Here comes the sun
“Please tell me this doesn't run on gas! Gas explodes, you know!” I had almost forgotten that scene from “I, Robot” – the US blockbuster made nearly 15 years ago. The movie is set in the year 2035, when artificial intelligence has become a reality and all cars are electric. In this scene, Del Spooner (played by Will Smith) digs out an old gasoline-engine motorcycle – to the absolute horror of his companion Susan Calvin. However over-the-top her reaction may seem, the movie’s message is clear: nobody in 2035 wants vehicles that run on gas. Even the thought of it seems absurd. The future clearly belongs to electromobility. I think that’s great, though at the same time I worry about the CO2 footprint. After all, I find myself wondering, where will we get the clean power to charge all those electric cars?
As I tend to do in these cases, I find the answer in science fiction: nuclear fusion, the power of the sun! In the CBS series “Star Trek: Discovery,” the gargantuan Imperial Palace starship roams the galaxies in a parallel universe. And it is, of course, fusion-powered. That basically means it uses the controlled fusion of deuterium and tritium in a thermonuclear reaction, tapping into a practically inexhaustible source of energy to keep the ISS Charon permanently powered up. You might argue, of course, that outside the realms of science fiction we’re still a long way from achieving controlled nuclear fusion – and you’d be right. But I can’t help thinking about what Jules Verne wrote in “Journey to the Center of the Earth” in 1864: “Anything one person can imagine, other people can make real.” And that’s exactly what is happening at the National Ignition Facility in Livermore, California, where researchers are working on the world’s most powerful laser. Scientists hope the laser facility, with a surface area as large as a World Cup field, will ignite an artificial sun by delivering a few megajoules of energy, creating a fusion reactor that could supply enough clean energy for all those electric cars. So have no fear! The clean energy source to power our electric vehicles is on its way. And by the way, Mr. Verne, I can also vividly imagine time travel, teleportation and warp drives that distort space-time and accelerate starships to speeds faster than light ...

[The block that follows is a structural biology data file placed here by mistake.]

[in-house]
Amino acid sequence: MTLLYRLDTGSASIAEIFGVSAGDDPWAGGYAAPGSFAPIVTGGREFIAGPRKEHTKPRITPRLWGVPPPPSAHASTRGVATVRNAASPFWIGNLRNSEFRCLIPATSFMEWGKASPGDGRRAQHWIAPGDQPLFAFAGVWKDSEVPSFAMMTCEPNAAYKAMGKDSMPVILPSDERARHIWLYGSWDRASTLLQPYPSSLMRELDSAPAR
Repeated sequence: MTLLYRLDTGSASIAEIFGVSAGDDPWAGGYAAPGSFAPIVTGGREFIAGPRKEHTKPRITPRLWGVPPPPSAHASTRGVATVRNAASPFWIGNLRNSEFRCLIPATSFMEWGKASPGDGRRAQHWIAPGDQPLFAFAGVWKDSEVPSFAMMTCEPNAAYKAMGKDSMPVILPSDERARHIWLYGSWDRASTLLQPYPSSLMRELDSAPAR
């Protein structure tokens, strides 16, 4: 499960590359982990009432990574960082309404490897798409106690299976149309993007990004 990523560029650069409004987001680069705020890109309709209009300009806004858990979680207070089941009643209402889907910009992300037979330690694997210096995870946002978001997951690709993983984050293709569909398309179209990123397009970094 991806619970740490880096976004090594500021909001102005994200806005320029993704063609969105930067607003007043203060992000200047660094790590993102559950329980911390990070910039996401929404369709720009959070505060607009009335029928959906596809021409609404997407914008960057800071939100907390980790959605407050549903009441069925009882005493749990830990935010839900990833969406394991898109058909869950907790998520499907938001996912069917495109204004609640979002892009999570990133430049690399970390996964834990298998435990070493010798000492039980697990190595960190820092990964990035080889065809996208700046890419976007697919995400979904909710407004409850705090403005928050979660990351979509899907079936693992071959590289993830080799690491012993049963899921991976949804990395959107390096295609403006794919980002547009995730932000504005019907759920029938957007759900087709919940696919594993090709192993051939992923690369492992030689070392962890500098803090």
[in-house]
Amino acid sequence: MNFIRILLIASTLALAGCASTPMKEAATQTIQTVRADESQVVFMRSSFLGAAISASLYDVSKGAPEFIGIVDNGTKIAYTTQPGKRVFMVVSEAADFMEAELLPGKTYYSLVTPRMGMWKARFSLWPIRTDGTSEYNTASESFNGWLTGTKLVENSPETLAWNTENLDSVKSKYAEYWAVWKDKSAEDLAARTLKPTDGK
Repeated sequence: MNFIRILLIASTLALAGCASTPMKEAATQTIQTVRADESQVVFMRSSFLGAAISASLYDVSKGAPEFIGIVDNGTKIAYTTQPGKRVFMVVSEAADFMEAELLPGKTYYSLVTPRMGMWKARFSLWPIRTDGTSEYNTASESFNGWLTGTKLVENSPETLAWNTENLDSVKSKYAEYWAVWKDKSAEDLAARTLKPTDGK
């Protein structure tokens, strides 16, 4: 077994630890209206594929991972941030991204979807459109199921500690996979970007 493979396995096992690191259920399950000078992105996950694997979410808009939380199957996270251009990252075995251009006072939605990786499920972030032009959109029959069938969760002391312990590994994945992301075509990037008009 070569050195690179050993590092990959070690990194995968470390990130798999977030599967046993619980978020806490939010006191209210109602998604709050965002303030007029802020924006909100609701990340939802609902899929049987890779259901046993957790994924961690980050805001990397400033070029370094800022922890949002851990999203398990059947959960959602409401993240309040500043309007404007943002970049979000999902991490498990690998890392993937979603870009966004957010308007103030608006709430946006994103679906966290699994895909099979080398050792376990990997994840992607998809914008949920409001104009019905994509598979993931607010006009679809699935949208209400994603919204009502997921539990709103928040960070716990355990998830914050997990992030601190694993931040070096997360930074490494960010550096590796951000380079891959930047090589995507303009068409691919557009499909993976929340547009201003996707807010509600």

Could an artificial star ignited by a laser be the solution to our search for cleaner energy? What do you think? Let me know by email: firstname.lastname@example.org